India's Boom Must Include Disaffected Muslims

Shortly before the bombs went off in Mumbai, Krsna Mehta, a graphic and textile designer who lives in South Bombay and a close friend of mine, had hosted, of all things, the launch of his new line at the Bombay Store, India' s first lifestyle store which was founded in 1906 to market goods made in India. The product line of custom-printed cushions, notebooks and table accessories celebrated Bombay masti—a Hindi word that, in this context, describes the city's particular magical appeal. "Everyone was there and people were buying like there's no tomorrow," he told me. "I was the last to leave, and I was headed to the Taj for dinner, but at the last minute I changed my mind," opting instead to go to a local club. "At that moment, I heard the first blast. I had no idea what was happening. The irony is that an hour earlier people had come together to celebrate the spirit of Bombay and the new India, while at the same time people were mobilizing to tear that spirit apart.

In recent years, the global media has been abuzz with glowing headlines about India's economic leaps and bounds, the emergence of its consumerist middle class, and its status as one of the last frontiers for luxury conglomerates looking to consolidate their recent gains. But, as the ongoing terrorist assault on Mumbai indicates, maintaining its recent momentum will be a delicate task, and one that it cannot accomplish without bringing all of its citizens on board, including, most importantly, its disaffected Muslim underclass.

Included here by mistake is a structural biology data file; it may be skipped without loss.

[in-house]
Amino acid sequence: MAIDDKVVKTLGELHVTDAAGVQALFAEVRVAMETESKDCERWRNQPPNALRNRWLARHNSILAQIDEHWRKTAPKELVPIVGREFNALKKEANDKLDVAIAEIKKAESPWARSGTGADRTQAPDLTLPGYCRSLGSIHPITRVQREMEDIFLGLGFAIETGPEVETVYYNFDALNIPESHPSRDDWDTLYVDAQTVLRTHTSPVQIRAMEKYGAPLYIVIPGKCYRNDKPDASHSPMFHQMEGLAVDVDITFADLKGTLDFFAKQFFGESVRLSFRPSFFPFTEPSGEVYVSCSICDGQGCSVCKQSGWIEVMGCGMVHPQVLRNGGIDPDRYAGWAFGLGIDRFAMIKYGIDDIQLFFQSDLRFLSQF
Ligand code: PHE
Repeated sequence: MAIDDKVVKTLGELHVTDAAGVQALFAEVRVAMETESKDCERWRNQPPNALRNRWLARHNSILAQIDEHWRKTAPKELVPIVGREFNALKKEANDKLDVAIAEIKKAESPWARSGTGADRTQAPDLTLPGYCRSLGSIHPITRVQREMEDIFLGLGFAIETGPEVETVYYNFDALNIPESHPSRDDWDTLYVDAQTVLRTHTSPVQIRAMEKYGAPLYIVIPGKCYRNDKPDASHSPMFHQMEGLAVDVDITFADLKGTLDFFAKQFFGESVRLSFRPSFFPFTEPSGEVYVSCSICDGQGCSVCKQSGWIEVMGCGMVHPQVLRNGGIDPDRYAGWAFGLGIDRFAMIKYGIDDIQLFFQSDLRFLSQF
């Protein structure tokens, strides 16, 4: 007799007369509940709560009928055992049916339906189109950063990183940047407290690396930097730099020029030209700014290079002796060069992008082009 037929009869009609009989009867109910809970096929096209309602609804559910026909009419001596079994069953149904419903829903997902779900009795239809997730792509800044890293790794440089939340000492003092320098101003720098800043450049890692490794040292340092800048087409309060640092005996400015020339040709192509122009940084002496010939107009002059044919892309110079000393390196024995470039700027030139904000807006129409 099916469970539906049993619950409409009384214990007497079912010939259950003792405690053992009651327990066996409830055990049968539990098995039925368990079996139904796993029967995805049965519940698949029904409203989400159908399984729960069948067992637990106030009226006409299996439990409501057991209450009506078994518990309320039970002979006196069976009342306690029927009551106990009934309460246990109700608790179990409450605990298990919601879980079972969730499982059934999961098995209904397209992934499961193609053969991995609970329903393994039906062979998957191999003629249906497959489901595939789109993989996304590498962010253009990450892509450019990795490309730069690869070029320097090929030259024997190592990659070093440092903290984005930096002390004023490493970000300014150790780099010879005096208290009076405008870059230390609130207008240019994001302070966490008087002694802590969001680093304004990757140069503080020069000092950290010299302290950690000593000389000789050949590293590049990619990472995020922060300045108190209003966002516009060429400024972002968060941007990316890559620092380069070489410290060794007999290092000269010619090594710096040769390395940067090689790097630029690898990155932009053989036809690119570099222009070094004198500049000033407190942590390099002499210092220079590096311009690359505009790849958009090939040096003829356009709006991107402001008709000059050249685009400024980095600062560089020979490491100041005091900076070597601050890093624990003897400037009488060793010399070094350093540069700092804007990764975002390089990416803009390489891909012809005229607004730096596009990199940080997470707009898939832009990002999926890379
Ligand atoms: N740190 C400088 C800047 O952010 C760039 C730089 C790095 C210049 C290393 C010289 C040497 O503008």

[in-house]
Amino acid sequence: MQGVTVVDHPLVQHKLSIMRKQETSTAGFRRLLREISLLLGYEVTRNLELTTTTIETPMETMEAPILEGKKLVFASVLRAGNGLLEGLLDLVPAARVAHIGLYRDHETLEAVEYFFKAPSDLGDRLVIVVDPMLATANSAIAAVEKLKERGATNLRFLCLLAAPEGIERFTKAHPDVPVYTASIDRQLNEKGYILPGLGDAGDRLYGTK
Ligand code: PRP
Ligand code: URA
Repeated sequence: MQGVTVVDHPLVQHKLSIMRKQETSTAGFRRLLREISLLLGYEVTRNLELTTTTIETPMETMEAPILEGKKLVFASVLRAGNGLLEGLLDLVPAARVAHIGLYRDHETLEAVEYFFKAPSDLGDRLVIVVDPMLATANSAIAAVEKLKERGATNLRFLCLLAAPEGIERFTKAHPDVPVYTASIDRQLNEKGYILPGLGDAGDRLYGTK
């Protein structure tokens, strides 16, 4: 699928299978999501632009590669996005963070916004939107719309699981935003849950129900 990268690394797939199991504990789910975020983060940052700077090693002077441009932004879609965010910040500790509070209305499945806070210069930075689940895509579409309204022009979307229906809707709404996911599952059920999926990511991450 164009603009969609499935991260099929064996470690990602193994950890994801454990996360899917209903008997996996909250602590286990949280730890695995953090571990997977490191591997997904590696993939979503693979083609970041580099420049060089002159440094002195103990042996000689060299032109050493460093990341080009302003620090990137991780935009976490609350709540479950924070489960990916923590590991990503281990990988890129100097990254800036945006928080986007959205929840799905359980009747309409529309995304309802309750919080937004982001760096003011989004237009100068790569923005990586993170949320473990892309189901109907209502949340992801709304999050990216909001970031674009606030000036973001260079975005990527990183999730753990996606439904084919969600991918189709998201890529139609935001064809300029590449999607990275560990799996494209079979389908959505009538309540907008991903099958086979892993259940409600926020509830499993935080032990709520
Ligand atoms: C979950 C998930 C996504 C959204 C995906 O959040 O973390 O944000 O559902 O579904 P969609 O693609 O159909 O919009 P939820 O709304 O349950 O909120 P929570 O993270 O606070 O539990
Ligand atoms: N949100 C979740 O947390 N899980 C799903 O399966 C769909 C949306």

India is the globe's largest democracy, and one of its most dynamic emerging economies. By virtue of its social and political structure, with a large Muslim minority of approximately 150 million, it straddles the worlds of Islam and Westernization. The hope is that it could, ideally, function as a bridge between competing sets of values, an object lesson in how to get along, but the reality is that India's Muslims are an oft-neglected minority, economically disenfranchised and increasingly radicalized. They've been left behind in the country's spectacular economic expansion. Ongoing tension with poor, Muslim neighbor Pakistan (a key player in America's war on terror as well) is the other principal obstacle to sustainable Indian growth. A lot hinges on the country's ability to close the gap between its different socioeconomic and religious groups, and to secure a lasting peace with Pakistan. If it fails to accomplish these goals, the consequences will be felt around the world, and India will become an even more attractive target. The density of its urban centers and lack of adequate, modern infrastructure makes comprehensive policing almost impossible; and although an effort to achieve better security is, of course, necessary, a parallel investment in outreach to the Muslim minority needs to occur as well.